So what about the behaviour that we experience as hostile of those whom we (thus) perceive as an ‘enemy’? According to Śāntideva this is also the outcome of causes & conditions. And he identifies our afflictive emotions, in buddhist tradition called kleshas, as the root of the problem. It is the emotions like anger and hatred that we should really resent. In other words, if we were attacked by someone directly or saw a person express something that we consider harmful, we need to look at the causes & conditions that brought it about. He or she, in a way, was in the grip of those kleshas. 

In his book Interconnected His Holiness the 17th Karmapa uses the metaphor of having a backstage pass to the emotional world, story and circumstances that were evolving and eventually were expressed ‘on stage’. With this backstage pass, so to speak, he writes, “we see what was going on inside a person, leading them to act as they did.” To add: “We may ultimately find that action inexcusable, but at least we will have understood what was driving it. If we are not prepared to accept a behavior, in ourselves or in others, then we should learn to help change it. To that end, understanding is key, for we can only bring about lasting changes in behavior by recognizing and addressing the inner and outer conditions that lead to it.” 

In short, both The Karmapa and Śāntideva ask us not to focus strongly on short-term events and specific actions, but try to widen scope and look at the underlying patterns behind developments in the world and behaviour of individuals. In which we can try to change the causes & conditions in such a way that they lead to benefit and not harm. Specifically, we need to see that it is the afflicted emotions that is at the root of our suffering and of others. 

A bodhisattva turns the tables
Trying to understand why someone acts the way he or she does is an important first step. At least this can lead us to condemn the behaviour and not the person. In addition, this understanding can help us see what we need to work on to counteract harmful actions non-violently and shift the dynamic.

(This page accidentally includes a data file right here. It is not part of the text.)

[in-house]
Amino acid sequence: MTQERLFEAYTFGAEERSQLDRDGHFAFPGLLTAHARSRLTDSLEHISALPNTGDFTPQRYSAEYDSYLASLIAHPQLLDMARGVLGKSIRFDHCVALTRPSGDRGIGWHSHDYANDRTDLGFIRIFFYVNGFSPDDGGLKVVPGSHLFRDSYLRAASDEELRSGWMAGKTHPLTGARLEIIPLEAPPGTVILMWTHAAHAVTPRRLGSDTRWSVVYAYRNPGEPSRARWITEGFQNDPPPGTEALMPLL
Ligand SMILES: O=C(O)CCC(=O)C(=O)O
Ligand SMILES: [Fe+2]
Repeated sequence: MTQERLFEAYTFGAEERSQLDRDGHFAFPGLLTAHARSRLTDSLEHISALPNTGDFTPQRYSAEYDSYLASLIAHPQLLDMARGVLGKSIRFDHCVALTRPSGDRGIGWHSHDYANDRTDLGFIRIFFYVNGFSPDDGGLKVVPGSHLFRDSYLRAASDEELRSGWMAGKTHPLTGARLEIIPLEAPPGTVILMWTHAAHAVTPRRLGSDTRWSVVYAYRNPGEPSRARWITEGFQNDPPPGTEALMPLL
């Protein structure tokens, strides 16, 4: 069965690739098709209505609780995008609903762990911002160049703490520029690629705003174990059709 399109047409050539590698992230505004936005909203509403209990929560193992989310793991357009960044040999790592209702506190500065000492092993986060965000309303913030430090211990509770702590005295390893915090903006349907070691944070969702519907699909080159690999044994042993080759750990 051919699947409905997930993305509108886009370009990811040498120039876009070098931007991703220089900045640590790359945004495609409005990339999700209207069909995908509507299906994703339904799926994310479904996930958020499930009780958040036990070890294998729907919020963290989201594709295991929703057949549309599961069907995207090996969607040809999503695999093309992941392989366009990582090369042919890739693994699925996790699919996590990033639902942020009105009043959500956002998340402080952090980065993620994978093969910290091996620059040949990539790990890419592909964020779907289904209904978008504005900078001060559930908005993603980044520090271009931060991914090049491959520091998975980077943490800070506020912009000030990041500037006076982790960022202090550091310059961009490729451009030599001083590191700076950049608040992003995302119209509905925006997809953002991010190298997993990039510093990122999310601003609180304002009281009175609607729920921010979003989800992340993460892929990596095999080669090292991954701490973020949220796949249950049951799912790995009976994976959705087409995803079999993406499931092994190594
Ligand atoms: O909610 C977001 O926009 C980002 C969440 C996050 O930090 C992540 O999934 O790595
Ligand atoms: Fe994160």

There is a second and crucial element for this change to happen, which might feel very uncomfortable. Our current world, including the behaviour of people towards ourselves, is directly related to our own inner world and actions. This is true for bigger events happening, like conflicts in the Middle East or damage to nature and harm done to other sentient beings. It is equally true for the behaviour of politicians in our own country and, closer to home, how individuals act towards ourselves. 

The reason for this is also because of musubi or, to use the buddhist term, interdependence. All relationships go in two ways. Our own inner world and outer conditions are intertwined, just as the inner world of others are tied to the world that we share. 

Let’s take the example of feeling tired or having a headache. We might feel a little tensed and extra sensitive in those situations. If someone in such moments does even a very small thing that we dislike or says something we disapprove, we easily become irritated and frustrated with that person – if not simply very angry. That person, who just came out of a long and heavy conversation or meeting, starts saying very ugly things in response. Before we realise it, a conflict is born. In the worst case scenario, leading to physical harm. 

We can clearly understand the connection between us and the person whom, even if for a short moment, we consider our ‘enemy’. And we can see that, though our behaviour might be condemned, there is no reason to condemn myself or the other as a human being. Our true issue is with our emotions that, in a way, took over. 

This is true on an individual level. The Karmapa, however, points out this is also true on a collective level. When a group of people think, feel and act in similar ways, the impact of that is amplified. This is something that we can easily see expressed on the level of politics, or the social and economic dynamics in the world. Not without reason the philosopher Joseph de Maistre wrote in 1811 that “every nation gets the government it deserves.”

It might still be tempting to point towards others, but this is where Śāntideva says we need to turn the tables. Not only is it incorrect to say that my ‘enemy’ is nothing but an idiot, agressor, or what have you, for the reasons given above. It is in fact my way of thinking, feeling and acting that contributes to his or her behaviour.